The APR scores are out, and UConn men’s basketball is out of the wilderness for now.
The program’s 947 for the 2011-12 academic year was a bit less than I was anticipating, but good enough for them to be eligible for postseason play next season. The transfers of Alex Oriakhi, Roscoe Smith and Michael Bradley in the spring of 2012 evidently cost them some retention points. This is another flaw in the system, BTW – players transfer because the team will be ineligible, and by doing so could contribute to future APR problems.
* Reminder, Andre Drummond was not a scholarship player, so there was no APR consequences to his one-and-done.
… But this is all behind UConn now.
* UConn folks remind us that two- and four-year rolling averages cannot be calculated by simply adding and dividing by four. You need “numerators” and “denominators” from each year. It’s a bit complicated for me, but UConn’s current four-year average is 896.55. Their two-year average is 964. They fall short of the needed 900 for a four-year average, but over the next two years, as part of the phase-in process of new standards, a program is eligible with 930-plus for a two-year average.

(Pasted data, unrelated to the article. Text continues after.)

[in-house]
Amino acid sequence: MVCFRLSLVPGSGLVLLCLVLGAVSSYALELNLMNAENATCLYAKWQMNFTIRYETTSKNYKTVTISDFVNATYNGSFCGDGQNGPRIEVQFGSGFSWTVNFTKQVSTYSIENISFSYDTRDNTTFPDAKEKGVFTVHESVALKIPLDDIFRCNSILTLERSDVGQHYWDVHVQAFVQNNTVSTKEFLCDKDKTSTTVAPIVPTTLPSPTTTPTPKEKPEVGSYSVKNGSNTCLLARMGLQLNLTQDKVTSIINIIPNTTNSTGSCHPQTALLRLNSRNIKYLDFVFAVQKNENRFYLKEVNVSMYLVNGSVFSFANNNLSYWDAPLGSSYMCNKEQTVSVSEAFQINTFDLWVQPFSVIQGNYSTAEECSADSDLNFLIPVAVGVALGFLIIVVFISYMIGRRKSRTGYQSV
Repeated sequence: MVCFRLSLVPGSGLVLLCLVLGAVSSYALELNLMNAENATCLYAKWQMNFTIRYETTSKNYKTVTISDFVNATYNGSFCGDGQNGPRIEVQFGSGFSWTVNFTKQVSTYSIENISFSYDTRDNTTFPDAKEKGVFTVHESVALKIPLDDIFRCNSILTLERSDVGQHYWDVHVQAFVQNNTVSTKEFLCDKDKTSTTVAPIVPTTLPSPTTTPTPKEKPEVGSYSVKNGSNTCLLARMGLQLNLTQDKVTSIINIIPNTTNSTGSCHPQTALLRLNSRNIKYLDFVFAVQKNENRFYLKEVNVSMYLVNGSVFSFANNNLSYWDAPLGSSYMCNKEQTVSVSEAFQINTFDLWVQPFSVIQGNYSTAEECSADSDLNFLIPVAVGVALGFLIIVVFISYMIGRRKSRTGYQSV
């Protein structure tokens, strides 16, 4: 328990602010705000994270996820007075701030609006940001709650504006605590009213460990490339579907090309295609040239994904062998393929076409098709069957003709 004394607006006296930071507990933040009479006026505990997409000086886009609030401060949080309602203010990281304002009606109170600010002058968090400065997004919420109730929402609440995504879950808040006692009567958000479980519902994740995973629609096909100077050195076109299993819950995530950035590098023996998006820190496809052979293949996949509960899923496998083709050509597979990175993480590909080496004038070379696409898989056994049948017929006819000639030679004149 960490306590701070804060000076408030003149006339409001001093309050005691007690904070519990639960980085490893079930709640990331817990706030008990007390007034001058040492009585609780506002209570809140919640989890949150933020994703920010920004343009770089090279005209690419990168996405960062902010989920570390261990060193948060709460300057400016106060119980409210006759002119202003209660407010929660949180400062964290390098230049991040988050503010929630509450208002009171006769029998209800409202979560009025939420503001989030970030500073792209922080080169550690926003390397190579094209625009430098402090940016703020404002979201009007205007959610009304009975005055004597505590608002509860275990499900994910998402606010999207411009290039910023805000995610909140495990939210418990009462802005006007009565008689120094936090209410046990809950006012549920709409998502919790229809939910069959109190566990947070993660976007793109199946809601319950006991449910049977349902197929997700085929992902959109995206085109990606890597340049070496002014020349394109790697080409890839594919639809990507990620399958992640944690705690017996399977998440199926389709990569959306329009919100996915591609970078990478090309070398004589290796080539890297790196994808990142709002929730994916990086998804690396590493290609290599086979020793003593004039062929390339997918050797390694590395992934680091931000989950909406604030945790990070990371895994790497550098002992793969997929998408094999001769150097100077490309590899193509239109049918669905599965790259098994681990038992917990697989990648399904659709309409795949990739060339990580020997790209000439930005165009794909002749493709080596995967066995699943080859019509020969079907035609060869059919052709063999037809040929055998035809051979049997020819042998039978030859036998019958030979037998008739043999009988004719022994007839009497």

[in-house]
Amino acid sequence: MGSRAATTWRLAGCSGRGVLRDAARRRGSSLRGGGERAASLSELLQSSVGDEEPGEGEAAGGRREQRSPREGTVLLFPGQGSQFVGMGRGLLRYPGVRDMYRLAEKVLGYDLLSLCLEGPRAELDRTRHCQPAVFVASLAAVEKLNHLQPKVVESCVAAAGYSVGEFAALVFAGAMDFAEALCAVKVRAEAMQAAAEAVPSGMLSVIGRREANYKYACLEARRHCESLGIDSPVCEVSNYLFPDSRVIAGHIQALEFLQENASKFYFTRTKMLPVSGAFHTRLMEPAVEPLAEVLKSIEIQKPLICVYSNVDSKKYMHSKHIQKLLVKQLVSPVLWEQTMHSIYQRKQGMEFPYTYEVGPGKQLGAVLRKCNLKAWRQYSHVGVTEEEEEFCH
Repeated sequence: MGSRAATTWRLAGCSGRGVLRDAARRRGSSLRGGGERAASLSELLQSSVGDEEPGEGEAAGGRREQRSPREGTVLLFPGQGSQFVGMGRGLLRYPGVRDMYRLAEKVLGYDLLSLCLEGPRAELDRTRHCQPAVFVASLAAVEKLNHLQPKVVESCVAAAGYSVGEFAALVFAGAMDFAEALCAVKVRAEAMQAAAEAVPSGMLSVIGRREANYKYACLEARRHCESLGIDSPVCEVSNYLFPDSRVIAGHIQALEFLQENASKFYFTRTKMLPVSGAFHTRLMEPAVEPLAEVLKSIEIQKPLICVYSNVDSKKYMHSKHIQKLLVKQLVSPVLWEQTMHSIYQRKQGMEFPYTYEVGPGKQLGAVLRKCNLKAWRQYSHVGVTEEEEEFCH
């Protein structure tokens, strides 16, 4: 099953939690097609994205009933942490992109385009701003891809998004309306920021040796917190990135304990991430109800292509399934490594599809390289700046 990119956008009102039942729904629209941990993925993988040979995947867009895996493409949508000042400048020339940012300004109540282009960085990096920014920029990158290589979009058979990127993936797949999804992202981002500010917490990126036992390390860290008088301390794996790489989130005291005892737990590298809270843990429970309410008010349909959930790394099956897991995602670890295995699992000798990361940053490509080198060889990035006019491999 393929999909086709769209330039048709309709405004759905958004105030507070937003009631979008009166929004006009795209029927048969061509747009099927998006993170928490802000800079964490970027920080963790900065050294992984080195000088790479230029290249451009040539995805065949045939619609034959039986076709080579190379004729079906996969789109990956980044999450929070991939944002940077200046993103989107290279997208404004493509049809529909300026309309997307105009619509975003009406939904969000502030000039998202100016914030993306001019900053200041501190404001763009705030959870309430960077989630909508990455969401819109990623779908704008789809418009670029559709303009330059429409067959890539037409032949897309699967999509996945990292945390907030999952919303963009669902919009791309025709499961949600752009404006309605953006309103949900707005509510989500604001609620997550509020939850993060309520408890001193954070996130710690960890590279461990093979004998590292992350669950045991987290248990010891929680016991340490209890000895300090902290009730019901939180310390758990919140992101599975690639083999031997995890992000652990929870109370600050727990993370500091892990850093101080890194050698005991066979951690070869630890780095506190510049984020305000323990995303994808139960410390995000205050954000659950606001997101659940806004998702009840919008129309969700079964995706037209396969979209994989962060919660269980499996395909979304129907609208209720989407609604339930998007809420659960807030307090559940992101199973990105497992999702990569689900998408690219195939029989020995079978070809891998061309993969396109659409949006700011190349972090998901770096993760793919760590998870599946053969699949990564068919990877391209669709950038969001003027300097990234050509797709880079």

*By 2015-16, UConn will have to have a four-year rolling average of 930 or better. To do that, its players will simply need to keep performing the way they have the last two years. They need a mid-900s score next year to replace that 826 from 2008-2009, and another such score the following year to replace that 844 from 2009-10. Then they will be on solid APR ground going forward.
* And “going forward” now is the key phrase for this program. The NCAA sanctions are cleared, the academic ineligibility has been cleared, they have stability, if not contentment, in terms of conference realignment - they know who they’ll be playing and where, and recruits do not seem to care about conference affiliation. The new coach, Kevin Ollie, is firmly established. The Huskies are building strong non-conference schedules for the coming years.
So the clouds have cleared. Duplicating what UConn has done the last 20 years would be a lot to ask, for certain, but the future is not something that should be feared. The UConn brand has come through these tough times strong and intact.